As his gold medal attests, Kerron Clemont crushed his competition in the 400-meter hurdles, coming in at 47.63 seconds, a season best.
Jamaican sprinter Elaine Thompson became the first woman since FloJo to complete the 100 and 200-meter sprint doubles. Thompson won gold in each race.
Tianna and Brittney
Marking the first time the U.S. went first and second in the women’s long jump, Tianna Bartoletta and Brittney Reese took home gold and silver medals, respectively.
High-jumper Mutaz Barshim won a silver medal, the first ever for Qatar.
Gracias a Dios, por brindarme la oportunidad de representar a mi país y dar la salud y vida, gracias Ubaldo (entrenador) por permitirme soñar. @alexan325 (esposo) haces parte de mi vida y todo este proceso, sin ti nada hubiera sido posible. Gracias a mi familia por hacer de mí lo q soy hoy, gracias Colombia. Gracias Fabricio por ayudarme, Harlin. Gracias a Simona del mar por brindar la cálida acogida a mi familia en su excelente y cálido hospedaje. GRACIAS COLOMBIA 💛💛💙❤️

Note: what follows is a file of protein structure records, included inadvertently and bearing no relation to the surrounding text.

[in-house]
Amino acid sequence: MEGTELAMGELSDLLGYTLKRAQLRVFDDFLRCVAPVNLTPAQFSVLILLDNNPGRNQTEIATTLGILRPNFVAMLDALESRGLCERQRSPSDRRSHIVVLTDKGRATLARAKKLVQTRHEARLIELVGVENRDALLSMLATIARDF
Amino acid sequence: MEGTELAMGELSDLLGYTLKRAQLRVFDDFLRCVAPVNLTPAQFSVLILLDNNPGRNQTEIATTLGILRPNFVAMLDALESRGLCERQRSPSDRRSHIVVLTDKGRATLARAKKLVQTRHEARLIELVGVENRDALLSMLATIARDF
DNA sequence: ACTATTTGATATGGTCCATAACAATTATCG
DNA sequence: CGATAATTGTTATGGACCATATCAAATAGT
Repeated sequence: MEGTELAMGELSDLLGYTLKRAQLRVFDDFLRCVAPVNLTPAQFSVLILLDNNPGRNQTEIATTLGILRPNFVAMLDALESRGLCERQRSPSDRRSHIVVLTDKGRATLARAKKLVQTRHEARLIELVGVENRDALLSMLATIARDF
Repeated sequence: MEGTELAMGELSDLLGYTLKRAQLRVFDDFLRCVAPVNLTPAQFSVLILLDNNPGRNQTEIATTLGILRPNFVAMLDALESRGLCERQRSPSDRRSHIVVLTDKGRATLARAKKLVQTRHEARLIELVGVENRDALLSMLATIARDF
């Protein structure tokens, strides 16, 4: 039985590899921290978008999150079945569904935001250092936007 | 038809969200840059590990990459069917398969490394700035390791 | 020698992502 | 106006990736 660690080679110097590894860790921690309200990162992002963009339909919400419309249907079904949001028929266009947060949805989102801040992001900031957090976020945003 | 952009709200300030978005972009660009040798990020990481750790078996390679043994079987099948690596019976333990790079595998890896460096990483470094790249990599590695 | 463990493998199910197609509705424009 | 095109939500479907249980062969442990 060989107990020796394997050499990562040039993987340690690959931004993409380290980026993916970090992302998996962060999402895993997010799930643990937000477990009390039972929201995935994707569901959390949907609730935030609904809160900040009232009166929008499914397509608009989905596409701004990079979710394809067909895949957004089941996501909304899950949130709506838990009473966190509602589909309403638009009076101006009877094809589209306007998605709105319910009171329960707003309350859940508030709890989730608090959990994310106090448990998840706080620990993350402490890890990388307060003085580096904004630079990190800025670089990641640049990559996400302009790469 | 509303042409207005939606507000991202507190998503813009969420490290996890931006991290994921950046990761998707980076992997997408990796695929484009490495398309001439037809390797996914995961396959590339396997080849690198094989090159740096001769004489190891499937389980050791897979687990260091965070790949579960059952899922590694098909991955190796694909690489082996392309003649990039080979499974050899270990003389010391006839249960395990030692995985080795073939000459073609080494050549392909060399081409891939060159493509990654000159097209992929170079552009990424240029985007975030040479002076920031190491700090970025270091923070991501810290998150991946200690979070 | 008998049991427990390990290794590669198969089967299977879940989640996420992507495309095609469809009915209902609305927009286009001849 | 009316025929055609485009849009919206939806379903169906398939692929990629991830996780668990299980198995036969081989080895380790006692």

In an epic, slay-all-day display, Colombian triple jump athlete Caterine Ibarguen made her gold-winning jump look like a brisk walk in the park. She nabbed Colombia’s first Olympic gold medal.
The proud distinction of being Brazil’s first gold medalist in the Rio Olympic games goes to judoka Rafaela Silva. The hometown champ, who endured countless spouts of racism and sexism from a young age, made history.